Five ways a vegan diet is good for you and how to cut out animal products

Millions of people choose to follow vegan, vegetarian and flexitarian diets in the UK. Last year, a record 582,000 people tried Veganuary, and 85% of participants said they would at least halve their intake of animal products after the month’s end.

While 86% of the population in the UK still eat meat, 14% follow a meat-free diet, and 1.5 million of those are fully vegan. A strict vegan diet eliminates all animal products from both diet and lifestyle, including meat, fish, eggs, dairy, leather products, honey and or even animal derived additives such as E120.

There are some well-know and lesser-documented health benefits to following a vegan or plant-based diet. We’ve listed five ways that a vegan diet is good for your health and some top tips for cutting out the animal products.

Read more: The lesser-known ingredients that AREN’T vegan-friendly.

How is a vegan diet good for you?

  • Eating more fruit and vegetables means that vegans could be getting more vitamins and minerals than non-vegans
  • Consuming more wholegrains, soy, and nuts, can help to protect your heart
  • A vegan diet can help you lose weight if you wish to. This is because meat and dairy products are some of the most calorie-dense foods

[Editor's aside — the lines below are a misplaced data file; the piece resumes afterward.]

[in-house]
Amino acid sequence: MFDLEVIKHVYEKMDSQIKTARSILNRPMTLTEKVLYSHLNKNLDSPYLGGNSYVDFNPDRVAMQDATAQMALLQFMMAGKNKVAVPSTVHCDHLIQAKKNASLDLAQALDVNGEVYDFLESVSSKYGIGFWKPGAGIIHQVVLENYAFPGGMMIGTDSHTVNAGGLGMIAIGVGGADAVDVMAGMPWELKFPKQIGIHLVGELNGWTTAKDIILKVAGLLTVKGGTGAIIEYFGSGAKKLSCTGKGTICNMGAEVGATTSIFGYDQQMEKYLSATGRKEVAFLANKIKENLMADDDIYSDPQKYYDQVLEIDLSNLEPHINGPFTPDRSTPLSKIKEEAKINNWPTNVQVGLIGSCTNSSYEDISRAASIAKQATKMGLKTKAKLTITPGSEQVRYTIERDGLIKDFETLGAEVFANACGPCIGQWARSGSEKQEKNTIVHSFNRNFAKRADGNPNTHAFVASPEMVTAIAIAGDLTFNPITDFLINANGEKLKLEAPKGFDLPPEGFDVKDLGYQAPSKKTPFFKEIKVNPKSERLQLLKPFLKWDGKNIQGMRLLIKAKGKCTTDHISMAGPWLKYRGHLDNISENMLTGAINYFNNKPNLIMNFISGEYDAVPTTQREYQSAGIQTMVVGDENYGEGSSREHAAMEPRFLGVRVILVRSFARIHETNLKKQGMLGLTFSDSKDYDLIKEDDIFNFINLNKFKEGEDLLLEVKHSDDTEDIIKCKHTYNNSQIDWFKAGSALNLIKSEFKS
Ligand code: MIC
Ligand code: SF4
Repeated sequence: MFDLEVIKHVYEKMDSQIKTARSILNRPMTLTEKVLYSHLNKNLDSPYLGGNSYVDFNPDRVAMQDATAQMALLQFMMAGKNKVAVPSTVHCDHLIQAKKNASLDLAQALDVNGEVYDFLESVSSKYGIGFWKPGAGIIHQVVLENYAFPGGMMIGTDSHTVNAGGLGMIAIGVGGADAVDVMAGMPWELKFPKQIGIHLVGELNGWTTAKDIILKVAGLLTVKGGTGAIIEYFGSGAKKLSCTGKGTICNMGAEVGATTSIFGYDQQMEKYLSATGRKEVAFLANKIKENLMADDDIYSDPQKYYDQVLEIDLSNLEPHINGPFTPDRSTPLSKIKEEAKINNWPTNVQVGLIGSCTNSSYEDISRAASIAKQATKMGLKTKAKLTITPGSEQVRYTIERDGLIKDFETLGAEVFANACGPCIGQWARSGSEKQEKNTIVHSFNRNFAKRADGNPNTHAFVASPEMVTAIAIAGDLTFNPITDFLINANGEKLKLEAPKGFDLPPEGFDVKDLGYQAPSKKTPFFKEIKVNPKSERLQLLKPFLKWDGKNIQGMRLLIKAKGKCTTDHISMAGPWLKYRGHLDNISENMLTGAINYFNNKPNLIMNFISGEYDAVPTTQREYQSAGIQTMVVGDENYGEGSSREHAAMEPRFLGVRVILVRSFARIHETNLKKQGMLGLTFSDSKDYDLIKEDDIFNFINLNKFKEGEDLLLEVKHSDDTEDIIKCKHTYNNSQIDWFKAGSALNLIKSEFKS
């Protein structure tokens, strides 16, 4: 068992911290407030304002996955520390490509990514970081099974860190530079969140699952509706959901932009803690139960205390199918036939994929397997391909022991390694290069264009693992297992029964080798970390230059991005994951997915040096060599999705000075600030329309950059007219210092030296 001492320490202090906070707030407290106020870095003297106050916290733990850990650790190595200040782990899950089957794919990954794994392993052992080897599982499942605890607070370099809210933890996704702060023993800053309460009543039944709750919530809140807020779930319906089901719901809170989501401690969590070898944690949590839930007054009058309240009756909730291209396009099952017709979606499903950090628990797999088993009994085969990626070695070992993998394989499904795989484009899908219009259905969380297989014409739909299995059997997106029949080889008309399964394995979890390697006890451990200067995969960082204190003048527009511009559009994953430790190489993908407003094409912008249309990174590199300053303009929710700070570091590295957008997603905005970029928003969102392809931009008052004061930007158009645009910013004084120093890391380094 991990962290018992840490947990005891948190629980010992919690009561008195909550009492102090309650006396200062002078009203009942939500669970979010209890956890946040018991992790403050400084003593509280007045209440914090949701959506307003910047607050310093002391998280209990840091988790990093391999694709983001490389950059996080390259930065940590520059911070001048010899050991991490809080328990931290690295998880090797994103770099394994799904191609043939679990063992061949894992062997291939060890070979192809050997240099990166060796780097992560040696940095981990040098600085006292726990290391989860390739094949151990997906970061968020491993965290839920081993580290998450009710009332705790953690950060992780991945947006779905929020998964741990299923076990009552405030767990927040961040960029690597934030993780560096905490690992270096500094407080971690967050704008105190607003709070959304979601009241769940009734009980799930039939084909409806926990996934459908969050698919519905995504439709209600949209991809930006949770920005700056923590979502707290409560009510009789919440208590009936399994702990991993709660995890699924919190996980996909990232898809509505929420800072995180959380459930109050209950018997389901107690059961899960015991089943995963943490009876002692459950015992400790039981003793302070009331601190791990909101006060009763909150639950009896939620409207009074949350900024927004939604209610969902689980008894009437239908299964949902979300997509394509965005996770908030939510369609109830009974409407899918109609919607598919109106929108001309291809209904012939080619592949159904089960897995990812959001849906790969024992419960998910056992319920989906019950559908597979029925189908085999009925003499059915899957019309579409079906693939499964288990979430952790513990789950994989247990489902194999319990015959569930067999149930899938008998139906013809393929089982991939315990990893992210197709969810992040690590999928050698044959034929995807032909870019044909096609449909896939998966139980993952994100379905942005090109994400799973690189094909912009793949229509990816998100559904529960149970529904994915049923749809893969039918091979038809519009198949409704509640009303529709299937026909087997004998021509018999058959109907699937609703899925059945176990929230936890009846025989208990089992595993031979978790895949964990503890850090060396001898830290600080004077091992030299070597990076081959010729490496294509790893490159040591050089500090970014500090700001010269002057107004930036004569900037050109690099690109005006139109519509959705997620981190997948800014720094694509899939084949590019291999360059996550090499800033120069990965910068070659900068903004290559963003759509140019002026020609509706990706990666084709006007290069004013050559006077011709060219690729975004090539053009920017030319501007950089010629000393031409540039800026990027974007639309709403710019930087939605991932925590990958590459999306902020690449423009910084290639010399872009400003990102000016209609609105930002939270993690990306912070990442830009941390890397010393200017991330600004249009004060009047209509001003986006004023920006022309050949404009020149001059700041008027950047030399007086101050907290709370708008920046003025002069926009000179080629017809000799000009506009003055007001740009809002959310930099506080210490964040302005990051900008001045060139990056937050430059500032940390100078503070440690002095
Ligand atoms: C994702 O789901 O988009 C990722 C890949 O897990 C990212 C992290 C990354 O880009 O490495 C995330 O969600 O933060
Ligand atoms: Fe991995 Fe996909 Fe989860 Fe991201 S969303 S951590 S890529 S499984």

• By avoiding foods high in saturated fats, a vegan diet can help you lower your cholesterol and blood pressure
  • Some studies suggest that vegans are less likely to get cancer

How to follow a vegan diet

Vegan, or plant-based, diets do not contain any products which have come from an animal. So that means no dairy, meat, fish, eggs, and in some cases honey. This can be overwhelming for people who have always followed a traditional diet. Here are some top tips for switching to plant-based:

  • Make friends with vegetables. A lot of meals you are used to may begin with a piece of meat, which is added to with carbohydrates and vegetables. Vegan meals usually begin with a vegetable, or contain lots of veggies regardless. Branch out and try some new vegetables.
  • Embrace cooking. If you are not already a home chef, then going vegan might be a great time to give it a go. There’s less risk involved here, as you’re unlikely to get food poisoning from vegetables. Home cooking on a vegan diet is fast and cheap.
  • Try some meat alternatives. There’s an enormous UK market for plant-based “meat” products. Many of these are healthier than their meat counterparts and taste virtually the same. A good proportion of meat alternatives are also fortified with essential vitamins like B12. Read about the best vegan burgers on the market here.
  • Remember that it is okay to mess up. No vegan is 100% perfect. Lots of products have hidden animal products in them which you could miss. It’s up to you how much you want to adhere to a vegan diet, and slip-ups are expected.
  • Remember your proteins. If you’re eliminating meat and dairy from your diet, you need to be replacing that protein. Some vegans choose to use protein bars or powders, while others get all the protein they ned in their regular diet. some good sources of vegan protein are tofu, lentils, beans, and seeds, but there are limitless ways to incorporate protein into your diet.
  • Make sure you get your vitamins. Some people are able to get every vitamin and mineral into their regular diet as a vegan. Others can struggle, and choose to take a vitamin supplement. There are vitamin tablets for everyone and you can chat to your pharmacist to work out which is right for you.


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